Ardwulf himself hails from Halgarad and this track brings back a lot of in-game memories for me.
Another in the current series of Vanguard soundtrack clips from YouTube. I never did much adventuring around Tursh.
Again with the Vanguard soundtrack. Theme from the home of my Varanthari characters.
Another great track from the Vanguard soundtrack. The Wood Elven city is one of the prettiest places on Telon.
Zenimax is having another beta event for the Elder Scrolls Online this weekend. I can tell you that I have a code and that I’ll be participating. But there is an NDA, so I can’t say anything more about what’s going on.
I can, however, mention that, as of this moment, I don’t intend to buy ESO — which I went on record about a little while ago. But as I mentioned at the time, I haven’t seen the game yet, and doing so stands the best chance of getting me to change my mind. If it does I will be very pleased. I can also talk about exactly what I will be looking for in ESO.
As someone who has been playing Oblivion and Syrim recently, I’m curious to find out how much ESO feels like an Elder Scrolls game. I’ve heard folks say that it does, but from the video I’ve seen the graphics style is different and the animation flows differently, which I see as potentially jarring. Will the world and its NPCs be as interactable as they are in Skyrim? Do I get thrown in jail for stealing from the shopkeepers or murdering the guards? Can I even murder the civilians or do they have NPC Immunity? It the world riddled with zoning and instancing? Does it feel as rich and deep as the Tamriel of the single-player games? As big and expansive despite far more players in it?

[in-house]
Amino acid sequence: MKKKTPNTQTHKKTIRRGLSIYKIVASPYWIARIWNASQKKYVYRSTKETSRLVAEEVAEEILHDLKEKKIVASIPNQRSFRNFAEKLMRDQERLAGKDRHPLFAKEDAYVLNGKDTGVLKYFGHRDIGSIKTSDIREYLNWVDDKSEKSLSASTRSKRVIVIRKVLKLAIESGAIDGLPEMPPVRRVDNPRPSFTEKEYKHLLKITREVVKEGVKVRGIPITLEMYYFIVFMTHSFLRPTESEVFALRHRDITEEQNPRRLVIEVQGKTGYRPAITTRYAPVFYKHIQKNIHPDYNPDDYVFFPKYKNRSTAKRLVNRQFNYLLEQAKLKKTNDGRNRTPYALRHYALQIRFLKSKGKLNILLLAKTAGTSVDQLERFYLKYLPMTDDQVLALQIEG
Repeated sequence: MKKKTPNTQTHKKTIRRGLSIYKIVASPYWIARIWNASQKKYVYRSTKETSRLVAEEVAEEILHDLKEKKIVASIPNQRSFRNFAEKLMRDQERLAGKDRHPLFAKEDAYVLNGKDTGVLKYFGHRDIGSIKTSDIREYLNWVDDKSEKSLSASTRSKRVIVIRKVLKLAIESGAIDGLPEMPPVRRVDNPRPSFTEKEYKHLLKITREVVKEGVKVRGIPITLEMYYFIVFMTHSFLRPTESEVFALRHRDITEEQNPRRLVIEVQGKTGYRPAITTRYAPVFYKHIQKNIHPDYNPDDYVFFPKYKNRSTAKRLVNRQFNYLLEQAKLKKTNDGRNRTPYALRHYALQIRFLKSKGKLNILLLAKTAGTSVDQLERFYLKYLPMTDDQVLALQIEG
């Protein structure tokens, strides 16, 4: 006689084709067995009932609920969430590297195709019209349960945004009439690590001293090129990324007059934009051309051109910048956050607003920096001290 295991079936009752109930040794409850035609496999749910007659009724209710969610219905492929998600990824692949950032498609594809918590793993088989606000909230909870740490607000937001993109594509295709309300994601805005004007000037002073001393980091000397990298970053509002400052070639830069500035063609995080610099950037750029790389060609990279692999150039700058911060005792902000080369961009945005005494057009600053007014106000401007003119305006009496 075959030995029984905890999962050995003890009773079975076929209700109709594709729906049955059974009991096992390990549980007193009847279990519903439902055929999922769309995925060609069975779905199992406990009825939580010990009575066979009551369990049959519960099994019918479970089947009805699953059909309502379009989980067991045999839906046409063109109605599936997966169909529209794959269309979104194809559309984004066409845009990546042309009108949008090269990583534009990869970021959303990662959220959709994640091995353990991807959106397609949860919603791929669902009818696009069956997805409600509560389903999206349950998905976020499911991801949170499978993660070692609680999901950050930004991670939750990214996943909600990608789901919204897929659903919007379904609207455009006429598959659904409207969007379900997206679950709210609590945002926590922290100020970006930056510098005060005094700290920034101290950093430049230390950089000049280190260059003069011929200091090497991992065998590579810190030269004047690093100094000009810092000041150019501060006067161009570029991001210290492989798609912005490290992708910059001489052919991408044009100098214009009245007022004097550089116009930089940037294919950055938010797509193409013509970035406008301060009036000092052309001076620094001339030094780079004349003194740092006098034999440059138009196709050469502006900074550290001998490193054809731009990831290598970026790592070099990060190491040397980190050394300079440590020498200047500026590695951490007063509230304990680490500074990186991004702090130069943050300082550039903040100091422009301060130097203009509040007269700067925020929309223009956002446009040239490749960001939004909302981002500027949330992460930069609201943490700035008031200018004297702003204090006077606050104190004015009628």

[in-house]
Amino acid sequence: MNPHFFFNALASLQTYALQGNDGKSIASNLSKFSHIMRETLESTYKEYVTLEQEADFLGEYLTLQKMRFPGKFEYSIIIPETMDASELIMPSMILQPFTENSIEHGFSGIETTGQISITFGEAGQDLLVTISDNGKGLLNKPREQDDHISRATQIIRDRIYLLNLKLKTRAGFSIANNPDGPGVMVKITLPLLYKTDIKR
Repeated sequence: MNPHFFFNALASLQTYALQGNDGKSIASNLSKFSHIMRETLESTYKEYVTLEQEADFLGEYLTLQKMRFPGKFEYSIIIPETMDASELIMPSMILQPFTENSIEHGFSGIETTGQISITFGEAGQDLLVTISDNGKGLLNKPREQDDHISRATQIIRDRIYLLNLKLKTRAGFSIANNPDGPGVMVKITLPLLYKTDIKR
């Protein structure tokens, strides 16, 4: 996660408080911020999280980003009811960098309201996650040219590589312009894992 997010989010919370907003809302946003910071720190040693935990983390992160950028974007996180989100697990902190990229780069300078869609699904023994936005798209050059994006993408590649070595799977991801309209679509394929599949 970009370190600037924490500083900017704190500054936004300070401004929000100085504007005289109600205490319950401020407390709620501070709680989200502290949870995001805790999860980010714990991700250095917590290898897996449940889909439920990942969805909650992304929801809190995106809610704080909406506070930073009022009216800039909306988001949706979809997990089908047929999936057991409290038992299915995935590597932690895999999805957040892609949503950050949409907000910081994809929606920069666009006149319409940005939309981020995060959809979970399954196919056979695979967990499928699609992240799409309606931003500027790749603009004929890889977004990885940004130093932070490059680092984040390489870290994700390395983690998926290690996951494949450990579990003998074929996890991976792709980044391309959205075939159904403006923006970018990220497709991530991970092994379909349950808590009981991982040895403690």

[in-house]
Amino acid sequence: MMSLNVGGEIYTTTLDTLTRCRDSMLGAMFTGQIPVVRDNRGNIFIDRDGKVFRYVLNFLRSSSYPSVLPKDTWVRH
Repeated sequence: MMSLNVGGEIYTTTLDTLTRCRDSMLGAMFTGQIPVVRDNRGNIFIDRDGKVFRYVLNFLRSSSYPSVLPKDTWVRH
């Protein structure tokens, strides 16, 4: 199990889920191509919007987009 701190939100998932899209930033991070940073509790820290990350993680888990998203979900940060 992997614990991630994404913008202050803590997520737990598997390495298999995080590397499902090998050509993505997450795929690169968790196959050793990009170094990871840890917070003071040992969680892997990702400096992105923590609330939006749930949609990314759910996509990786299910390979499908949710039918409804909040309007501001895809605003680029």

How well will it run? I can tell you that EverQuest Next Landmark (which is not under NDA) runs like crap on my laptop… but that’s an Alpha, completely unoptimzed. ESO should be much closer to a releasable state, you’d think. How buggy is it, two months from release?
Does balance feel terribly off? This is one of the major long-term concerns I have for ESO. I worry that with a (relatively) open build system there will be a very small handful of optimal builds and playing any other way is a quick route to getting constantly owned. Truthfully, I have pretty low hopes for ESO’s PvP.
How much does ESO’s “epic story” dominate the game? Becuase when I am playing an Elder Scrolls game, their main plotline tends to run about #4 on my list of things I want to do. Can I do it at whatever level, or do I have to wade through three or ten hours of linear crap before I can become the interpid wanderer and explorer that I want to be? How much autonomy from the rails do I get?
Is it worth $15 a month? With so many free options, that will be hard to justify. But not impossible, and there’s always the hope that I’ll really like it. I’ll be sure to let you know what answers I find, as soon as I can.
The theme from the halfling town of Rindol Field. From Todd Masten’s original score.
Another from Todd Masten’s great Vanguard soundtrack.